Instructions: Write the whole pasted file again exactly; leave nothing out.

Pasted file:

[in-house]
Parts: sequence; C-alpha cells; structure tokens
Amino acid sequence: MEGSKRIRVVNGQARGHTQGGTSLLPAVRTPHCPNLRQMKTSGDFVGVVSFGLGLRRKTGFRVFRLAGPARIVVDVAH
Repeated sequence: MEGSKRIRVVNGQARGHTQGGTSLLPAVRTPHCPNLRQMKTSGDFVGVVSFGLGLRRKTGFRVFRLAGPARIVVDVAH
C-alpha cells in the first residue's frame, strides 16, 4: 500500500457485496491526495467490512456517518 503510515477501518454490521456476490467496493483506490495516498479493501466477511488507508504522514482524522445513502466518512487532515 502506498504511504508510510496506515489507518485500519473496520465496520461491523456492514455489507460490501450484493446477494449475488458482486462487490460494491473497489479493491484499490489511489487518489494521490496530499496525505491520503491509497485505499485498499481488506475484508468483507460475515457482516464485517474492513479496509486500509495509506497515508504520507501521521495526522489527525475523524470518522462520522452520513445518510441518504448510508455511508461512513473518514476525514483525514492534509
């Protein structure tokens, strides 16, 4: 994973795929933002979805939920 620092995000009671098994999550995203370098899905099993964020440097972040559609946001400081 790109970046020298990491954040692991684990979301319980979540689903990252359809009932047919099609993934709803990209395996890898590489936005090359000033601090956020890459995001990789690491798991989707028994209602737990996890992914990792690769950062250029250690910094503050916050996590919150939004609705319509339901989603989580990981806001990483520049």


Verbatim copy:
[in-house]
Parts: sequence; C-alpha cells; structure tokens
Amino acid sequence: MEGSKRIRVVNGQARGHTQGGTSLLPAVRTPHCPNLRQMKTSGDFVGVVSFGLGLRRKTGFRVFRLAGPARIVVDVAH
Repeated sequence: MEGSKRIRVVNGQARGHTQGGTSLLPAVRTPHCPNLRQMKTSGDFVGVVSFGLGLRRKTGFRVFRLAGPARIVVDVAH
C-alpha cells in the first residue's frame, strides 16, 4: 500500500457485496491526495467490512456517518 503510515477501518454490521456476490467496493483506490495516498479493501466477511488507508504522514482524522445513502466518512487532515 502506498504511504508510510496506515489507518485500519473496520465496520461491523456492514455489507460490501450484493446477494449475488458482486462487490460494491473497489479493491484499490489511489487518489494521490496530499496525505491520503491509497485505499485498499481488506475484508468483507460475515457482516464485517474492513479496509486500509495509506497515508504520507501521521495526522489527525475523524470518522462520522452520513445518510441518504448510508455511508461512513473518514476525514483525514492534509
């Protein structure tokens, strides 16, 4: 994973795929933002979805939920 620092995000009671098994999550995203370098899905099993964020440097972040559609946001400081 790109970046020298990491954040692991684990979301319980979540689903990252359809009932047919099609993934709803990209395996890898590489936005090359000033601090956020890459995001990789690491798991989707028994209602737990996890992914990792690769950062250029250690910094503050916050996590919150939004609705319509339901989603989580990981806001990483520049």